Sunday, January 30, 2005

Italian Mafia

According to an article in The Business, the Italian Mafia's turnover has doubled in the last 2 years, from E43bn in 2002 to an estimated E100bn last year.

Once you see past the irresponsible glamorisation of the Mafia in much popular culture, you see what a burden it is on society.
In his interesting observational book on Italy, Charles Richards quotes the Italian judge, Falcone, who paid with his life for his attempts to rid Italy of the Mafia menace:

The Mafia is not a social service that operates for the benefit of all, but rather an exclusive association which acts against society as a whole for the sole benefit of its members.

Evidence of this can be found in the Godfather films when no act of generosity by the Mafia is complete without the recipient being burdened with a "promise" to repay the favour. Modern States act in a similar way, with taxes being raised to provide services contingent on adhering to a legal framework. This is perhaps the key difference between the Mafia and the State, and a powerful argument against those who condone the Mafia on account of its ability to fill gaps left by the State.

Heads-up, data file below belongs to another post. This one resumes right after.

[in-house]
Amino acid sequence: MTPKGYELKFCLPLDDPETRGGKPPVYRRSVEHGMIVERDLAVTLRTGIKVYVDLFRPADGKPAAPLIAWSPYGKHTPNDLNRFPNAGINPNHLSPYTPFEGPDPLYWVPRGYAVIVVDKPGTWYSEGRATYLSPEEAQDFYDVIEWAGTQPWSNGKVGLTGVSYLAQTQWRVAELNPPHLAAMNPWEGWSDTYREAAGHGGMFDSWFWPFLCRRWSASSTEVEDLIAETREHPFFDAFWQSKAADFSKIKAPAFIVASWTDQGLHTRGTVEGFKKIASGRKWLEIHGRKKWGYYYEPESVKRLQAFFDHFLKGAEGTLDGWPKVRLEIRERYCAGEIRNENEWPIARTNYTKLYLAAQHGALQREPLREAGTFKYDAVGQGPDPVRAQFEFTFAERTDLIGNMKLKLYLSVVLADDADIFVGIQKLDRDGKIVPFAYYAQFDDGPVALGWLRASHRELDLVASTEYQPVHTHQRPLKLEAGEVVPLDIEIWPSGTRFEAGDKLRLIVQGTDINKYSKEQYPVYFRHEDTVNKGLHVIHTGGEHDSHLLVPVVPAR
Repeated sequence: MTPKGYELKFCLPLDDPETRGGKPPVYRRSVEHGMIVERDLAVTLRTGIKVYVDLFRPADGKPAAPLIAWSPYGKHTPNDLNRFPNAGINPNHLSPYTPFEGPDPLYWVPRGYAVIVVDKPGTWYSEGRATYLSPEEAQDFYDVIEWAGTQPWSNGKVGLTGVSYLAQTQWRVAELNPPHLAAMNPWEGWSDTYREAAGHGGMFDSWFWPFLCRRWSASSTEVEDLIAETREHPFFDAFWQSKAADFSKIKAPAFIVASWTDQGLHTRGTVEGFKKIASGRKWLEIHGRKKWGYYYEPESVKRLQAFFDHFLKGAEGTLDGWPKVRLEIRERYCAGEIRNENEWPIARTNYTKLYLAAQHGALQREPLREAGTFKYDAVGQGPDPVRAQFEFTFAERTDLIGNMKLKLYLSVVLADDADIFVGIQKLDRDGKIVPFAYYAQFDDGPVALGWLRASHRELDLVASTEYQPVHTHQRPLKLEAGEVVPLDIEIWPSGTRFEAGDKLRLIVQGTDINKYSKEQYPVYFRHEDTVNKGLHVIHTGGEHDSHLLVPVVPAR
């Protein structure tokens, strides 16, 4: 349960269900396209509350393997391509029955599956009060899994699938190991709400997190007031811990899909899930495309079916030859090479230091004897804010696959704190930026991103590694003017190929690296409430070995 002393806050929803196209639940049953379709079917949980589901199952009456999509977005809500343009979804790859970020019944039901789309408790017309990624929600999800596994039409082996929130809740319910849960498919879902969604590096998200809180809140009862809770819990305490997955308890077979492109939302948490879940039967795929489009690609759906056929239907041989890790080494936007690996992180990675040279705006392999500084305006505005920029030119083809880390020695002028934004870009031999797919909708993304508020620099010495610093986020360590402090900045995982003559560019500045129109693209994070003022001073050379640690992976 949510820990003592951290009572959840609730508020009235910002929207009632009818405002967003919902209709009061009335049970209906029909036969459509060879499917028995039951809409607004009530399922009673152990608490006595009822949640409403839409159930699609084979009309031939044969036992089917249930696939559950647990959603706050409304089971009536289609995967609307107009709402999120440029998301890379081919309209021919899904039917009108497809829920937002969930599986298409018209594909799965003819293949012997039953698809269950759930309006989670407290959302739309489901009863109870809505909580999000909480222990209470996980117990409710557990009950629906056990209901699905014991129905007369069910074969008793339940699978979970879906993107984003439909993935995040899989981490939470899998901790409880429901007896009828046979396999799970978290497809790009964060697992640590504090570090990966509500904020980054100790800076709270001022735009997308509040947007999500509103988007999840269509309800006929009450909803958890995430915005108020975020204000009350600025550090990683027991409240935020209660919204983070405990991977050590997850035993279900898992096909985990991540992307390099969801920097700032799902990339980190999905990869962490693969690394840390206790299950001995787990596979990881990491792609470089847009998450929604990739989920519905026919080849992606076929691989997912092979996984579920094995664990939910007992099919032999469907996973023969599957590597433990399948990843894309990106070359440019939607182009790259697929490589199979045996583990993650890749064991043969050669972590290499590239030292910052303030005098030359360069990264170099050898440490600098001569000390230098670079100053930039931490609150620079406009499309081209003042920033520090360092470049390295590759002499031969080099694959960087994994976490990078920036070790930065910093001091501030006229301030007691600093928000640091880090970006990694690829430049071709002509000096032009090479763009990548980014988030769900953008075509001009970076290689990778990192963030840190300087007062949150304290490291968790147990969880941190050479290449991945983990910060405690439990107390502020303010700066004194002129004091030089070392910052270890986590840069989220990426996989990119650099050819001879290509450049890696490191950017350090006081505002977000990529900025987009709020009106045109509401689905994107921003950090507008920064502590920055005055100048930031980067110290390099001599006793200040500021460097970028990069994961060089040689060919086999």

The advantage a State has is its relative stability, viz. the Mafia. You might not like the level of taxation, but you can be fairly sure how much you will be paying annually. This certainty is diluted under Mafia rule because individuals have far more discretionary power.

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